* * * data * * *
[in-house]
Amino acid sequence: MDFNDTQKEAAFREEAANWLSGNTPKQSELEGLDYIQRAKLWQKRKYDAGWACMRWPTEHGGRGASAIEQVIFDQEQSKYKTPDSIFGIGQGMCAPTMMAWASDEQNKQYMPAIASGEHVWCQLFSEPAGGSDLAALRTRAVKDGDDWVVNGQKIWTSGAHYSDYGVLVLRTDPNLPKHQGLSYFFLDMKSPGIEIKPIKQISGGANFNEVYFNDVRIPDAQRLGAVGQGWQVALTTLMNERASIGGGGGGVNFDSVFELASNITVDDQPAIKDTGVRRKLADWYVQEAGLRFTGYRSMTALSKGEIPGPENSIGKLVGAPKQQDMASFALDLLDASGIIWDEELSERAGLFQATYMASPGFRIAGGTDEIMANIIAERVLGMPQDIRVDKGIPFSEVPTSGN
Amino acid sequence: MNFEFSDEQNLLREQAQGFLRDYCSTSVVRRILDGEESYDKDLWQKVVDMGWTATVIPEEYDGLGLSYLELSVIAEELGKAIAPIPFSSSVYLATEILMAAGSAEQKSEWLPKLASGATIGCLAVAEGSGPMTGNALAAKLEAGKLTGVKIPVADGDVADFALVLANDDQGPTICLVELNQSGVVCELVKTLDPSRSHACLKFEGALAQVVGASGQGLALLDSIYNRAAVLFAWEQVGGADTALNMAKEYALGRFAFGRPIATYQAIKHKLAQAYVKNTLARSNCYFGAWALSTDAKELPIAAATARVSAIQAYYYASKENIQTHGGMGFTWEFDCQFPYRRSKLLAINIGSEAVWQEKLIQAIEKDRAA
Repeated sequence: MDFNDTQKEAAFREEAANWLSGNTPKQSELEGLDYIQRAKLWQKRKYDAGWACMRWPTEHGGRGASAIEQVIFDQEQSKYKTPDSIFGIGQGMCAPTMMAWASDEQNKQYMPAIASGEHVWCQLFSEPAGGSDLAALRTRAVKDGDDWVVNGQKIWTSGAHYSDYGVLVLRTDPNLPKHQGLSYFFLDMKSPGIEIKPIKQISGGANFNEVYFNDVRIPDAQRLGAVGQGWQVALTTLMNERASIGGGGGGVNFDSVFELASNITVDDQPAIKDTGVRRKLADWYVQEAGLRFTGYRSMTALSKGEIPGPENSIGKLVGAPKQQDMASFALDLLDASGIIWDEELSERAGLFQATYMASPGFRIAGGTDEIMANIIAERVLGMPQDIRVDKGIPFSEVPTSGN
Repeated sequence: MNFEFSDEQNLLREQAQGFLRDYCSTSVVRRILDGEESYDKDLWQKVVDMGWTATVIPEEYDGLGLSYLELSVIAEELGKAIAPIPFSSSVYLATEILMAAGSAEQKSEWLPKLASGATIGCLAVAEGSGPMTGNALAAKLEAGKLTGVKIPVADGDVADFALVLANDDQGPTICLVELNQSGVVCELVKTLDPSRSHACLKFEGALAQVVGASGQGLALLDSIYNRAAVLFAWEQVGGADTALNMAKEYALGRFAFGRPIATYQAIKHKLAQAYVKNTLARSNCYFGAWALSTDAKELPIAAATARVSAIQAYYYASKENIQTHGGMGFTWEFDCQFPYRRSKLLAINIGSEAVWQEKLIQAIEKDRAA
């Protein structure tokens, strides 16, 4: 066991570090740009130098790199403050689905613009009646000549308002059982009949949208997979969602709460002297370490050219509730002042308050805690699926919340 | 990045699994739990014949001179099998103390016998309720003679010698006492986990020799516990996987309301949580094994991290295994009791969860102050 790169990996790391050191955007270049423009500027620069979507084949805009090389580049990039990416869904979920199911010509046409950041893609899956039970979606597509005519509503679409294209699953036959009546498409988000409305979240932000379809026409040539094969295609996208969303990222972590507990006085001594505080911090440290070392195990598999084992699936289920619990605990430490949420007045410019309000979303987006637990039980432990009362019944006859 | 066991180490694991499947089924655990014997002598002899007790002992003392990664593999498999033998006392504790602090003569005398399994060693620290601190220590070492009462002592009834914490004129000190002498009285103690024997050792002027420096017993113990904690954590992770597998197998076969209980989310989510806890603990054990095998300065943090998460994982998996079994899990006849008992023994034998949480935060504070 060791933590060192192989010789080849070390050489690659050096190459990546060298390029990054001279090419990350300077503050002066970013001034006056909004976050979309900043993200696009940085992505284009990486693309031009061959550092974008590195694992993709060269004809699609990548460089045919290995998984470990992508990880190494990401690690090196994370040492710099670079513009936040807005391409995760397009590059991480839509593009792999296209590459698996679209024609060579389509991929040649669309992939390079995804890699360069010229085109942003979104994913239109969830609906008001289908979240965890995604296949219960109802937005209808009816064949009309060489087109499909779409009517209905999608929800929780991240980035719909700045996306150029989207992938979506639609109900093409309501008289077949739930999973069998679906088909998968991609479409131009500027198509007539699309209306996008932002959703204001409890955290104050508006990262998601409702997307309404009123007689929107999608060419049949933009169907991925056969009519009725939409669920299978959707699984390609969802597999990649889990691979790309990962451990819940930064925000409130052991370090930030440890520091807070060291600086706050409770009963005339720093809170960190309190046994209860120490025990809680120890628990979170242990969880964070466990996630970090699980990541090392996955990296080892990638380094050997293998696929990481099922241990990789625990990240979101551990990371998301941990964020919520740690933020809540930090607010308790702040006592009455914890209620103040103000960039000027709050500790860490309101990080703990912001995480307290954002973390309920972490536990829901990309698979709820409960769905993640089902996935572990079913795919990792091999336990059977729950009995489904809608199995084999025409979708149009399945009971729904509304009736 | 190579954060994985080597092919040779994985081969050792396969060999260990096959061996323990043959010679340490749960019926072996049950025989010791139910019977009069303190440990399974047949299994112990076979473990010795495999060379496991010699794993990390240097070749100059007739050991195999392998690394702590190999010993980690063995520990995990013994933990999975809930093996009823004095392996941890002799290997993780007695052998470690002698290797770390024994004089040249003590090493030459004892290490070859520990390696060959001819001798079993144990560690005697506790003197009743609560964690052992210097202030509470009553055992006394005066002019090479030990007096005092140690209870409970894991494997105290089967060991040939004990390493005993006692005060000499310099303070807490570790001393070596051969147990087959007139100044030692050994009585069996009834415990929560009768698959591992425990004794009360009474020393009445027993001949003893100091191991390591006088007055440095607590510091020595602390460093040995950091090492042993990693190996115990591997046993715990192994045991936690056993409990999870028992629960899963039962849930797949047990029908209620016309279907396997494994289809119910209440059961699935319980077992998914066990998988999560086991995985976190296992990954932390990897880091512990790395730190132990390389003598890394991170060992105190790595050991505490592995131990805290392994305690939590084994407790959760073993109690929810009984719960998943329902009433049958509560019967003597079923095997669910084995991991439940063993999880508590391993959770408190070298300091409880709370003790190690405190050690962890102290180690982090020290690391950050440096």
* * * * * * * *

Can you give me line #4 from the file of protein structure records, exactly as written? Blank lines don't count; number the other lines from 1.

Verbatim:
Repeated sequence: MDFNDTQKEAAFREEAANWLSGNTPKQSELEGLDYIQRAKLWQKRKYDAGWACMRWPTEHGGRGASAIEQVIFDQEQSKYKTPDSIFGIGQGMCAPTMMAWASDEQNKQYMPAIASGEHVWCQLFSEPAGGSDLAALRTRAVKDGDDWVVNGQKIWTSGAHYSDYGVLVLRTDPNLPKHQGLSYFFLDMKSPGIEIKPIKQISGGANFNEVYFNDVRIPDAQRLGAVGQGWQVALTTLMNERASIGGGGGGVNFDSVFELASNITVDDQPAIKDTGVRRKLADWYVQEAGLRFTGYRSMTALSKGEIPGPENSIGKLVGAPKQQDMASFALDLLDASGIIWDEELSERAGLFQATYMASPGFRIAGGTDEIMANIIAERVLGMPQDIRVDKGIPFSEVPTSGN